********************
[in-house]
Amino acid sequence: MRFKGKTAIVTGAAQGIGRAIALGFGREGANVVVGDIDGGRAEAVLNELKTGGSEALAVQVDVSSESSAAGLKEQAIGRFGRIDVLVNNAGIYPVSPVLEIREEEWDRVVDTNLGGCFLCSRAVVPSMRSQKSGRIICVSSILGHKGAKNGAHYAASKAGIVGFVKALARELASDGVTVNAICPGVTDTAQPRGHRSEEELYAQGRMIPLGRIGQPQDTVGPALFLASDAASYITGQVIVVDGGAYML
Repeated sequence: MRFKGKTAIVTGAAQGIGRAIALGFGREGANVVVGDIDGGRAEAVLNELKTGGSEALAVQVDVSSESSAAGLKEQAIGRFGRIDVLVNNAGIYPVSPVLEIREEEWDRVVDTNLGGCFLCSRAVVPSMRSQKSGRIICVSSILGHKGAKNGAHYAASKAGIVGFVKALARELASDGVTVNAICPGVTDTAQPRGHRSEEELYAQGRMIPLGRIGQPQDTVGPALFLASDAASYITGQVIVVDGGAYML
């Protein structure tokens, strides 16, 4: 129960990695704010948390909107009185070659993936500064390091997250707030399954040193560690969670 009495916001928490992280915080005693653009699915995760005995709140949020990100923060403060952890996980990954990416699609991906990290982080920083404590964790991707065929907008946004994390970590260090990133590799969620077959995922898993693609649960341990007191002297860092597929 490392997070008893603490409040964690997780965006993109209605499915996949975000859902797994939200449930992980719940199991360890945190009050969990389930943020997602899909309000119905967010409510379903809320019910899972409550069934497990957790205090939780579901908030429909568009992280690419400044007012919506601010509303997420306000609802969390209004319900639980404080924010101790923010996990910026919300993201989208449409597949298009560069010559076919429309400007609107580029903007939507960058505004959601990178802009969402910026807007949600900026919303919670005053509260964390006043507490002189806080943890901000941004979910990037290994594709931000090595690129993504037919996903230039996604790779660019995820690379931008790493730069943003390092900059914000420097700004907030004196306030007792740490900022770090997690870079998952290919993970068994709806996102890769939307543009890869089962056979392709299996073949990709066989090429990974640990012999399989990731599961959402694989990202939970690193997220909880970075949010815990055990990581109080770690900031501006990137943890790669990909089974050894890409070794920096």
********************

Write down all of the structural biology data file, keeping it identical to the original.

[in-house]
Amino acid sequence: MRFKGKTAIVTGAAQGIGRAIALGFGREGANVVVGDIDGGRAEAVLNELKTGGSEALAVQVDVSSESSAAGLKEQAIGRFGRIDVLVNNAGIYPVSPVLEIREEEWDRVVDTNLGGCFLCSRAVVPSMRSQKSGRIICVSSILGHKGAKNGAHYAASKAGIVGFVKALARELASDGVTVNAICPGVTDTAQPRGHRSEEELYAQGRMIPLGRIGQPQDTVGPALFLASDAASYITGQVIVVDGGAYML
Repeated sequence: MRFKGKTAIVTGAAQGIGRAIALGFGREGANVVVGDIDGGRAEAVLNELKTGGSEALAVQVDVSSESSAAGLKEQAIGRFGRIDVLVNNAGIYPVSPVLEIREEEWDRVVDTNLGGCFLCSRAVVPSMRSQKSGRIICVSSILGHKGAKNGAHYAASKAGIVGFVKALARELASDGVTVNAICPGVTDTAQPRGHRSEEELYAQGRMIPLGRIGQPQDTVGPALFLASDAASYITGQVIVVDGGAYML
């Protein structure tokens, strides 16, 4: 129960990695704010948390909107009185070659993936500064390091997250707030399954040193560690969670 009495916001928490992280915080005693653009699915995760005995709140949020990100923060403060952890996980990954990416699609991906990290982080920083404590964790991707065929907008946004994390970590260090990133590799969620077959995922898993693609649960341990007191002297860092597929 490392997070008893603490409040964690997780965006993109209605499915996949975000859902797994939200449930992980719940199991360890945190009050969990389930943020997602899909309000119905967010409510379903809320019910899972409550069934497990957790205090939780579901908030429909568009992280690419400044007012919506601010509303997420306000609802969390209004319900639980404080924010101790923010996990910026919300993201989208449409597949298009560069010559076919429309400007609107580029903007939507960058505004959601990178802009969402910026807007949600900026919303919670005053509260964390006043507490002189806080943890901000941004979910990037290994594709931000090595690129993504037919996903230039996604790779660019995820690379931008790493730069943003390092900059914000420097700004907030004196306030007792740490900022770090997690870079998952290919993970068994709806996102890769939307543009890869089962056979392709299996073949990709066989090429990974640990012999399989990731599961959402694989990202939970690193997220909880970075949010815990055990990581109080770690900031501006990137943890790669990909089974050894890409070794920096």